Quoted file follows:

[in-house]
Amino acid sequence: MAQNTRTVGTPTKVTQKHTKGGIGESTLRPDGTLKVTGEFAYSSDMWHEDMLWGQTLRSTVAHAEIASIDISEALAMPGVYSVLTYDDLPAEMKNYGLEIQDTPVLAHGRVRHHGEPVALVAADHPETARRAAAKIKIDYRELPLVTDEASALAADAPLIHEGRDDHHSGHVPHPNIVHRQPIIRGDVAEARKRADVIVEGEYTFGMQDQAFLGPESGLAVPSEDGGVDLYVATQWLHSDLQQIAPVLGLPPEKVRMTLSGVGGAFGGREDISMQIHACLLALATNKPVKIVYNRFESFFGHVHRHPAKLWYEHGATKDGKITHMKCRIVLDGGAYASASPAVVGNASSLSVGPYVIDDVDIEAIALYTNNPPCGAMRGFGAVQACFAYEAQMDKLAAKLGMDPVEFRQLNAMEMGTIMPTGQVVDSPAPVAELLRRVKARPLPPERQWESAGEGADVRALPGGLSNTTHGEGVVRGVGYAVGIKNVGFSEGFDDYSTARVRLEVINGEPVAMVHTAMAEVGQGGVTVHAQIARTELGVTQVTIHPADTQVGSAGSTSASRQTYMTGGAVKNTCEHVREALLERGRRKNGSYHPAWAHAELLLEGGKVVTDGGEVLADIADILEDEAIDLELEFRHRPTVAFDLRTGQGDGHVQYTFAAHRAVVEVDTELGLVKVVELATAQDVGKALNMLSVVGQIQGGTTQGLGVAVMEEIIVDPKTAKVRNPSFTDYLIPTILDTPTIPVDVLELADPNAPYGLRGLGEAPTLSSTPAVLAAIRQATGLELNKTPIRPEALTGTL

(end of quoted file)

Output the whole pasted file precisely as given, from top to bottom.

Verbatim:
[in-house]
Amino acid sequence: MAQNTRTVGTPTKVTQKHTKGGIGESTLRPDGTLKVTGEFAYSSDMWHEDMLWGQTLRSTVAHAEIASIDISEALAMPGVYSVLTYDDLPAEMKNYGLEIQDTPVLAHGRVRHHGEPVALVAADHPETARRAAAKIKIDYRELPLVTDEASALAADAPLIHEGRDDHHSGHVPHPNIVHRQPIIRGDVAEARKRADVIVEGEYTFGMQDQAFLGPESGLAVPSEDGGVDLYVATQWLHSDLQQIAPVLGLPPEKVRMTLSGVGGAFGGREDISMQIHACLLALATNKPVKIVYNRFESFFGHVHRHPAKLWYEHGATKDGKITHMKCRIVLDGGAYASASPAVVGNASSLSVGPYVIDDVDIEAIALYTNNPPCGAMRGFGAVQACFAYEAQMDKLAAKLGMDPVEFRQLNAMEMGTIMPTGQVVDSPAPVAELLRRVKARPLPPERQWESAGEGADVRALPGGLSNTTHGEGVVRGVGYAVGIKNVGFSEGFDDYSTARVRLEVINGEPVAMVHTAMAEVGQGGVTVHAQIARTELGVTQVTIHPADTQVGSAGSTSASRQTYMTGGAVKNTCEHVREALLERGRRKNGSYHPAWAHAELLLEGGKVVTDGGEVLADIADILEDEAIDLELEFRHRPTVAFDLRTGQGDGHVQYTFAAHRAVVEVDTELGLVKVVELATAQDVGKALNMLSVVGQIQGGTTQGLGVAVMEEIIVDPKTAKVRNPSFTDYLIPTILDTPTIPVDVLELADPNAPYGLRGLGEAPTLSSTPAVLAAIRQATGLELNKTPIRPEALTGTL